Ugandan Government and regulator want to take control of local IXP – the latest in a disturbing pattern of regulatory interventions

12 July 2019

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The Ugandan regulator has proposed a new licensing framework that would allow it to take control of the country’s Internet Exchange Point. Russell Southwood looks at this latest development and a growing pattern of seeking control over the sector through heavy-handed interventions from both Government and the regulator.

Internet Exchange Points (IXPs) exist to exchange local traffic locally rather than it going out to places like Paris, London and New York before coming back to the other side of say, the capital city. There are many successful IXPs and they are run by industry stakeholders including MNOs, ISPs, government agencies and others. They also often act as a “meet point” for the data traffic ecosystem

The Uganda Internet eXchange Point was founded in 2001 by three Ugandans (Charles Musisi, Badru Ntege, and Hope Mugaga) with the active support of UCC and the internet community.

It is one of the more successful African IXPs with 26 networks connected that exchange over 8 Gbps of Internet traffic. When internet exchange points started, capacity was measured in mbps. A new data centre player called Raxio will soon enter the market and offer similar services, a sign of the growing size of the market and its potential maturity.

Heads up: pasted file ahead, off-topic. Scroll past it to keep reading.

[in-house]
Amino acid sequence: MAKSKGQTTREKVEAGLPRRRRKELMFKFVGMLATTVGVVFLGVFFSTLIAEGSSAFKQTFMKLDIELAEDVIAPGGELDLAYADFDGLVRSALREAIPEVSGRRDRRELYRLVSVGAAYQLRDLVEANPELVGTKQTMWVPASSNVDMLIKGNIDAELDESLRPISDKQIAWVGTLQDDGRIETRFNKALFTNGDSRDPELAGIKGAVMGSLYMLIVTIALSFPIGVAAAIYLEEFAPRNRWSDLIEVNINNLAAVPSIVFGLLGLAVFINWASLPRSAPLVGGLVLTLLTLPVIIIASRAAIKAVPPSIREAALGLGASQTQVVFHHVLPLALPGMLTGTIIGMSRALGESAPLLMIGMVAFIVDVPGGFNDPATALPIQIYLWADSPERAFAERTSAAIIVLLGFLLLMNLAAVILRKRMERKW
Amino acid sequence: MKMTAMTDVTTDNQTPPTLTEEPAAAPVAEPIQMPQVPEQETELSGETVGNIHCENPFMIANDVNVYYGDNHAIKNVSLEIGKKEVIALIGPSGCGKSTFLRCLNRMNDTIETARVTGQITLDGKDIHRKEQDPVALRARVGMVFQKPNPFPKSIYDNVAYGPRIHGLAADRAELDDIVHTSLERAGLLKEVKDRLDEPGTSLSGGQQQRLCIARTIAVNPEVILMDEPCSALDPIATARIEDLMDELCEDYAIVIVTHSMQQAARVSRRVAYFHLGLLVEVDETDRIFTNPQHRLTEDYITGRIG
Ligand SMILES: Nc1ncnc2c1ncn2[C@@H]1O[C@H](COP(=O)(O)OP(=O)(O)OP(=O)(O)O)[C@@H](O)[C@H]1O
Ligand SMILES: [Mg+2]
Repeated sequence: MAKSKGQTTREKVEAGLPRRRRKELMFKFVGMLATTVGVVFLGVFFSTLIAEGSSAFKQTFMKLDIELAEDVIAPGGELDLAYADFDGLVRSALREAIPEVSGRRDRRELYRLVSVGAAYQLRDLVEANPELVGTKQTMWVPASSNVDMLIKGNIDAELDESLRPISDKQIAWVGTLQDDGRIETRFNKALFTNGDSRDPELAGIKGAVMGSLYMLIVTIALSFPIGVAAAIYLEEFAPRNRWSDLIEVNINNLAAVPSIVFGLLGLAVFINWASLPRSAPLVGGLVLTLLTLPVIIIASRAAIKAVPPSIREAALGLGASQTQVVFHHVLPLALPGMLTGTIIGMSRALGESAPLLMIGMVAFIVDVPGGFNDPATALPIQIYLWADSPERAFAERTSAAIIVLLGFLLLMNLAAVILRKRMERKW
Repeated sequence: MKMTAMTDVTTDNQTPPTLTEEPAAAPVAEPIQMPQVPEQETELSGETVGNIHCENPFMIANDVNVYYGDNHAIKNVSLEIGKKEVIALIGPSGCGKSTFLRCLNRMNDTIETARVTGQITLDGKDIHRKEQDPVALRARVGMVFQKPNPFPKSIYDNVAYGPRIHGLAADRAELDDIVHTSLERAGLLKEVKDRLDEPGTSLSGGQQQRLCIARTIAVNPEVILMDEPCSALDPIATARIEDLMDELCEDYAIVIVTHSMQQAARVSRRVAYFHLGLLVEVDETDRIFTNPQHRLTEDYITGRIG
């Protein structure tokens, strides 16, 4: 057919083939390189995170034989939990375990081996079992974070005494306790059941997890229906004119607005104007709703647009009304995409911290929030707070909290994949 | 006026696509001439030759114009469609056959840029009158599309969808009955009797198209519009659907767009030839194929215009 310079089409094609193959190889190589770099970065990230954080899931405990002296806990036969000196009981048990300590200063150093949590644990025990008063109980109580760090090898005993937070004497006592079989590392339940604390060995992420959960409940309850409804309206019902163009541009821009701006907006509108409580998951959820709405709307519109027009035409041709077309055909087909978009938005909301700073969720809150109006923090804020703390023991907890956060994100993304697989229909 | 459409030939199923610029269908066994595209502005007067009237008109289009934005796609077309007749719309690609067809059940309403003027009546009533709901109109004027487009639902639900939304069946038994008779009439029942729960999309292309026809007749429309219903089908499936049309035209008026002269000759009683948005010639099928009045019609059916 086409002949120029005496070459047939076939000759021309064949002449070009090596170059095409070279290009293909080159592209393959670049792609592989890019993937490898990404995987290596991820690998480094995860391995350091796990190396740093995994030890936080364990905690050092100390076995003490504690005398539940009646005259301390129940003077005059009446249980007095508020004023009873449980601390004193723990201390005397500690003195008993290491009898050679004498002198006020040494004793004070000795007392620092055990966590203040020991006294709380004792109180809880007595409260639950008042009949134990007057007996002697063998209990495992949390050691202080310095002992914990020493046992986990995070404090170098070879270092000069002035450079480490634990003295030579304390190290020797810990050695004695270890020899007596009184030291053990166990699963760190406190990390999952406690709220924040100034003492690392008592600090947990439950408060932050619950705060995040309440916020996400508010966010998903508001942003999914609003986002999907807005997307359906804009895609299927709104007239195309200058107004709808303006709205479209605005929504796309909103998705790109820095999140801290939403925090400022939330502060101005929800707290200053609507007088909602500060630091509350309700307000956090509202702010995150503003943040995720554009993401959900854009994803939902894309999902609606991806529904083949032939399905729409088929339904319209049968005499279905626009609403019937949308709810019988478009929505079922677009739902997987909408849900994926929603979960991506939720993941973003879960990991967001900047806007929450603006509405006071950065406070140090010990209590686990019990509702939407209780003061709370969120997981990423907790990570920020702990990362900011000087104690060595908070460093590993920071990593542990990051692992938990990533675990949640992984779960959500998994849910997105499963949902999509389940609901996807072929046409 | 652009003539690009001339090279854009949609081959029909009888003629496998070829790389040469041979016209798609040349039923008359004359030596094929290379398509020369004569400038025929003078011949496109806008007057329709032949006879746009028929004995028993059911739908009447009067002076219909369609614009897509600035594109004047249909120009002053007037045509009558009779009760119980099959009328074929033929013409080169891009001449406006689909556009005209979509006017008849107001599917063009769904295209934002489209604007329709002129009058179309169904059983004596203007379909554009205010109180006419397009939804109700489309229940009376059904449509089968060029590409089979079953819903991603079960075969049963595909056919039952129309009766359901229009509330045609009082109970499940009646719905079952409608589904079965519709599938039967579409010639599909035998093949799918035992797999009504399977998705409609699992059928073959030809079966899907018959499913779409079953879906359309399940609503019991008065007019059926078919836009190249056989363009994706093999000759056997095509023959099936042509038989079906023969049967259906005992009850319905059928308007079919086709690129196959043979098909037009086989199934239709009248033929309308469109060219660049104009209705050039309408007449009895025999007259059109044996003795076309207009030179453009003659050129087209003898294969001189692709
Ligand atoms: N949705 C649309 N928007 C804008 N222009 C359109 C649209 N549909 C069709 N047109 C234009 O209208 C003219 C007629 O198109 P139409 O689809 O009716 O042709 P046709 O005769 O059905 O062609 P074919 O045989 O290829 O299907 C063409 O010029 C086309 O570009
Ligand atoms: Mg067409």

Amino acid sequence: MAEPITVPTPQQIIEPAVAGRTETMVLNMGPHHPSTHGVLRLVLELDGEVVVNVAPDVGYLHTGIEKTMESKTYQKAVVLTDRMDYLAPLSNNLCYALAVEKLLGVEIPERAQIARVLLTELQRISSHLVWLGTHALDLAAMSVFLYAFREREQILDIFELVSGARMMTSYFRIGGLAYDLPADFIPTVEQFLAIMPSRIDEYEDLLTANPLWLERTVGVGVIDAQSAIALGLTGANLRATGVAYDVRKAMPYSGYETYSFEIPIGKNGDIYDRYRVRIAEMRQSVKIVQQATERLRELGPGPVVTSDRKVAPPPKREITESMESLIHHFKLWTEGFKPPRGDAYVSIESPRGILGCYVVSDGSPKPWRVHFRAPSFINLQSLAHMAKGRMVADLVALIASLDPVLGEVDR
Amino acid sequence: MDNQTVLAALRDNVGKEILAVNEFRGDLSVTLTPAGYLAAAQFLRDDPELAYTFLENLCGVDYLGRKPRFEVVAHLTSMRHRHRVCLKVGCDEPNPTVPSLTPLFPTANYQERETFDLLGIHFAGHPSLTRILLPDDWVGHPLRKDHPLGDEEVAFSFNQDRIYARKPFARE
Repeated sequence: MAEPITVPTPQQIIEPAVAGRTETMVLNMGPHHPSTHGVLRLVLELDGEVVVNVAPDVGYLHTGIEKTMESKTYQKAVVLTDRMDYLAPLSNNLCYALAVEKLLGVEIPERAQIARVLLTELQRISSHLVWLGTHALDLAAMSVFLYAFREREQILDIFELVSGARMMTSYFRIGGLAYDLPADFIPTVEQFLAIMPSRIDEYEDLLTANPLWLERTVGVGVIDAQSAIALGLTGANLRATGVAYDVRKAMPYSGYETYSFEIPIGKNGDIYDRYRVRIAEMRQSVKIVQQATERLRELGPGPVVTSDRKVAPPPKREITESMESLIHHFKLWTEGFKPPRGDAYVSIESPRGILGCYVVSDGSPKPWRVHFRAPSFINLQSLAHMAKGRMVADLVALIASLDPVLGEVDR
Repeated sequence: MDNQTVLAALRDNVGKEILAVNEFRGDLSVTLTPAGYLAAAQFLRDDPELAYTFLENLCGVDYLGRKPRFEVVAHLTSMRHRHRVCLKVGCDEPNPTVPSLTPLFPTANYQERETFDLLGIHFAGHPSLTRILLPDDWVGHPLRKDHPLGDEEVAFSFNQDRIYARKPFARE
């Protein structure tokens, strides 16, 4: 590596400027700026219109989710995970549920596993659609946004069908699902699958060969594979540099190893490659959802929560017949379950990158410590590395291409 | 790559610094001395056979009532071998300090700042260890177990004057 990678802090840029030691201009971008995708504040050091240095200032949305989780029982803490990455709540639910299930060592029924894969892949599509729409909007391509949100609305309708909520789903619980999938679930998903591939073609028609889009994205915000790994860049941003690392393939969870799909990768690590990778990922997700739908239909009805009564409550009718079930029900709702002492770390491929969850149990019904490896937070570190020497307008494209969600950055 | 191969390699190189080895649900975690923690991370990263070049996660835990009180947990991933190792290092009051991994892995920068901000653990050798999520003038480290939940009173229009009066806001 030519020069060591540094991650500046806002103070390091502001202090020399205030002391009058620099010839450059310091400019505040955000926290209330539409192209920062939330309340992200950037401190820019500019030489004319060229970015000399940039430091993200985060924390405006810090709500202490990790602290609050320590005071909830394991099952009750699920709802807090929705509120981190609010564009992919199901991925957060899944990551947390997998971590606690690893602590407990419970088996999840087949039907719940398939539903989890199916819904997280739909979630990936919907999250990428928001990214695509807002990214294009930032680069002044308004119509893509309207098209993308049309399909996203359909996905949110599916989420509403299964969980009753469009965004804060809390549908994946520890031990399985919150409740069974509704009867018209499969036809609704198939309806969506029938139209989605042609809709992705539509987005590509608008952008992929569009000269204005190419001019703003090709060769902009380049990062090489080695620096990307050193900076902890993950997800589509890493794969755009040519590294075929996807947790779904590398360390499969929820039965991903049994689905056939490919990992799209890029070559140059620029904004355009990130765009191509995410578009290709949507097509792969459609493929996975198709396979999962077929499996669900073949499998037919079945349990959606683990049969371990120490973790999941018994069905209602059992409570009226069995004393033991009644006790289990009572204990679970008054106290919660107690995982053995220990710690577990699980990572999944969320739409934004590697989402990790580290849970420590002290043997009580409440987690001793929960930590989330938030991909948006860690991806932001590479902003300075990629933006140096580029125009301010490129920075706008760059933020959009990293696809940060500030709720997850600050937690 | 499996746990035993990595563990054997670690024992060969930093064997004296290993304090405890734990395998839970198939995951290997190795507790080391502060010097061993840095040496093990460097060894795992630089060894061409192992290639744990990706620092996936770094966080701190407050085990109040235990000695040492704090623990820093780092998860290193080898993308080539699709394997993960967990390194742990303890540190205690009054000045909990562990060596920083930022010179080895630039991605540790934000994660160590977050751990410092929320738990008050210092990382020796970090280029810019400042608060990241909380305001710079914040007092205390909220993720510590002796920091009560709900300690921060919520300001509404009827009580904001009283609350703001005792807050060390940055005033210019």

After several informal attempts to take control of the IXP, UCC has presented the new licensing framework – which seeks to centralize its control over all IXP functions – as a response to it being a monopoly, which it clearly won’t be when Raxio enters the market.

A blog on the IXP’s website nails the point:” In addition, the draft framework contains language which suggests that the government intends for the "Designated National Internet Exchange Point" to establish itself by expropriating an existing private operation; namely, ours”. The proposals are dressed up in the language of consultation with stakeholders but the final point of arrival is clear. Since money is not at stake, the only real issue can be control, with the Government wanting a more Chinese style of a controlled internet space which finds its echo in countries like Ethiopia and Eritrea.

The clauses in the proposed licence framework that give cause for concern are as follows:

- Establish a “Designated National Internet Exchange Point” that all other IXPs will be required to connect to (9.j);

- Require government approval of contracts between IXPs and network operators (7.4.b);

- Allow the government to arbitrarily compel IXPs to make operational and technical changes (7.5.c)